A Discussion on Processing Debit Memos

A few companies indicated that an electronic format would be desirable if it can be demonstrated that adopting such a format would save time and takes cost out of the transaction. Conclusion While processing debit memos may not be the most critical transaction between a distributor and manufacturer, the financial cost as well as the amount of time required to properly resolve a debit memo can quickly eat into the profitability and trust in a distributor/manufacturer relationship. Communicating the issuance of a debit memo to the right person at the manufacturing company, a quick resolution on the part of the manufacturer and using electronic formats to process the debit memo are all ways to reduce the costs involved.

A Discussion on Processing Debit Memos

About the Power Transmission Distributors Association (PTDA) Founded in 1960, the Power Transmission Distributors Association (PTDA) is the leading association for the industrial power transmission/motion control (PT/MC) distribution channel. A U.S.-based trade association, PTDA represents 205 power transmission/motion control distribution firms that generate more than $10 billion in sales and span 3,500 locations in North America and 12 other countries. PTDA members also include 194 manufacturers that supply the PT/MC industry. PTDA is dedicated to providing exceptional networking, targeted education, relevant information and leading-edge business tools to help distributors and manufacturers meet marketplace demands competitively and profitably. For more information, visit www.ptda.org.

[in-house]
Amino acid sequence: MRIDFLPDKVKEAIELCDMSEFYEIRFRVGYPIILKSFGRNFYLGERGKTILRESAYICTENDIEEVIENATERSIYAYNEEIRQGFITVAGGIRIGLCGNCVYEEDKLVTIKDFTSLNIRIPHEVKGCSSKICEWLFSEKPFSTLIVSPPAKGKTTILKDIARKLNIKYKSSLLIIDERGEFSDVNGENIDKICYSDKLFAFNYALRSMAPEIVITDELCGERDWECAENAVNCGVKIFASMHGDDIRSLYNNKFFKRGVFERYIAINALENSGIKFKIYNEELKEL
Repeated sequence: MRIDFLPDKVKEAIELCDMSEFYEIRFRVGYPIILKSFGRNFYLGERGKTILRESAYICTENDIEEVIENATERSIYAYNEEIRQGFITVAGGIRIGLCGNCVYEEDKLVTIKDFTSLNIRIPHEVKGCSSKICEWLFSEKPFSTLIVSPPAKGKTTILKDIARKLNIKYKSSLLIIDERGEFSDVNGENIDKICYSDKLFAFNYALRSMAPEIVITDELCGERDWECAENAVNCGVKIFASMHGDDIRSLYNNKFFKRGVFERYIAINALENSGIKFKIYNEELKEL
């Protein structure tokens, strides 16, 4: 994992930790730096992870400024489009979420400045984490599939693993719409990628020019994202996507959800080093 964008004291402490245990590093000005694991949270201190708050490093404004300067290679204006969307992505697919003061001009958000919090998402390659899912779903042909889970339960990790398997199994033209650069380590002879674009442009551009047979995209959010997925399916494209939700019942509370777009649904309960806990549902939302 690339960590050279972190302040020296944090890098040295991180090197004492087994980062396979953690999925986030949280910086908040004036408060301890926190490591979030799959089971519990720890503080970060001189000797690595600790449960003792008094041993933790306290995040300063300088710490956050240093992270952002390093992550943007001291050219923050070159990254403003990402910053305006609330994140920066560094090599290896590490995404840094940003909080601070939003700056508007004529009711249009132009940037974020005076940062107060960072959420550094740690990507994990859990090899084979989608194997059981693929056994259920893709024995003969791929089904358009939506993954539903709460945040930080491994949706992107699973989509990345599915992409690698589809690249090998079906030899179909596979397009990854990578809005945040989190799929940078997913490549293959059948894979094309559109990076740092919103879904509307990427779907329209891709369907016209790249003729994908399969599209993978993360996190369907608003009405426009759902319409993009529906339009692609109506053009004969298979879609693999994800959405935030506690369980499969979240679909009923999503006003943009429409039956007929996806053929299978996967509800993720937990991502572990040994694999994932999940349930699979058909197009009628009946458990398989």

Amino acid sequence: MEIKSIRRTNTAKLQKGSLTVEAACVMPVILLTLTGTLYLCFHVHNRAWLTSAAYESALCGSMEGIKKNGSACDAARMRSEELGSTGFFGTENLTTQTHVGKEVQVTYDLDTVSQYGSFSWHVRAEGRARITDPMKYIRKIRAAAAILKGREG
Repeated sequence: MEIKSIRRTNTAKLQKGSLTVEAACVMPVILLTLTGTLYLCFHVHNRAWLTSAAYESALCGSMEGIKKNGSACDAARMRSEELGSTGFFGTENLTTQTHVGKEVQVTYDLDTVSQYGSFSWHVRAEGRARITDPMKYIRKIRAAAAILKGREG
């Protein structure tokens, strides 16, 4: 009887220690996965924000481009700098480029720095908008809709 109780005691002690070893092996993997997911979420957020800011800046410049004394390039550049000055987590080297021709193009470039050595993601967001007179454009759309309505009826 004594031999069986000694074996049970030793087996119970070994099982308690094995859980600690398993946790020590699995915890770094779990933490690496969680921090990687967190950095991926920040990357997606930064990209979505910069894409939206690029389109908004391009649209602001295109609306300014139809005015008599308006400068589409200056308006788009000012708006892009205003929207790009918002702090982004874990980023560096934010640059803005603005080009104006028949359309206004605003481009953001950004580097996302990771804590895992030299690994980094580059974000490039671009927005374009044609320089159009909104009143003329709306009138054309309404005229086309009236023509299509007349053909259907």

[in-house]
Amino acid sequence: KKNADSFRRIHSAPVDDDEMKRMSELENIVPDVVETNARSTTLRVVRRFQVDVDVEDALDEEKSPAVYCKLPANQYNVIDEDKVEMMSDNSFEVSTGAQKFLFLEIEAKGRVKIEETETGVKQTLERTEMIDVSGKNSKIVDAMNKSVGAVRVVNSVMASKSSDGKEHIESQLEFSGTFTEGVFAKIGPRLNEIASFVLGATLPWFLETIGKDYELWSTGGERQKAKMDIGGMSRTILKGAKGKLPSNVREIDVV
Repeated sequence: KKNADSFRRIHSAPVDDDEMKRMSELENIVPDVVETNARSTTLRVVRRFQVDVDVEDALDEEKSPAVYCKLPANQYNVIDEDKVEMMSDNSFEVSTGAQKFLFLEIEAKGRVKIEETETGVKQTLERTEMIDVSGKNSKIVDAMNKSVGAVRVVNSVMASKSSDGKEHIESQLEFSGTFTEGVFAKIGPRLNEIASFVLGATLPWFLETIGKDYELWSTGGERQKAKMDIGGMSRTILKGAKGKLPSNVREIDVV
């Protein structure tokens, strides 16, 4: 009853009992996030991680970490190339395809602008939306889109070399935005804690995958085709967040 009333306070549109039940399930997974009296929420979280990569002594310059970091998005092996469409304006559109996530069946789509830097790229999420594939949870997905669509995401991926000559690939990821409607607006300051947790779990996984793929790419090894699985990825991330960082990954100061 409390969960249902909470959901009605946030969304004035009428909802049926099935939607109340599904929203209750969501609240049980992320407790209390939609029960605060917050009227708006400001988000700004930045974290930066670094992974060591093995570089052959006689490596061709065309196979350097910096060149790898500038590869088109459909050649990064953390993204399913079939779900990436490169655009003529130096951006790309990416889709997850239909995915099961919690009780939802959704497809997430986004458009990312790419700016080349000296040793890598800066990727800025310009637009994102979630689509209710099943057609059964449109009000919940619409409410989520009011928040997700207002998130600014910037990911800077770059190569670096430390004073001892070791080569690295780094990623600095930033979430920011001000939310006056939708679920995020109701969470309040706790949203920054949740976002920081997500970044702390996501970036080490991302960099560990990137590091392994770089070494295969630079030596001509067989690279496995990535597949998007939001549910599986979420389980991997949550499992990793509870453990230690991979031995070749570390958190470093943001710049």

2008 PTDA Debit Memo Task Force Members Task Force Chair Lee Critchfield Bearing Service Inc. Douglas Hampton Orthman Conveying Systems Dane McElroy Canadian Bearings Ltd. Mike Power Lovejoy Inc. George Whittier Garlock Klozure

Power Transmission Distributors Association 230 West Monroe Street, Suite 1410 Chicago, Illinois USA 60606-4703 www.ptda.org Phone: +1.312.516.2100 Fax: +1.312.516.2101 ptda@ptda.org

A Discussion on Processing Debit Memos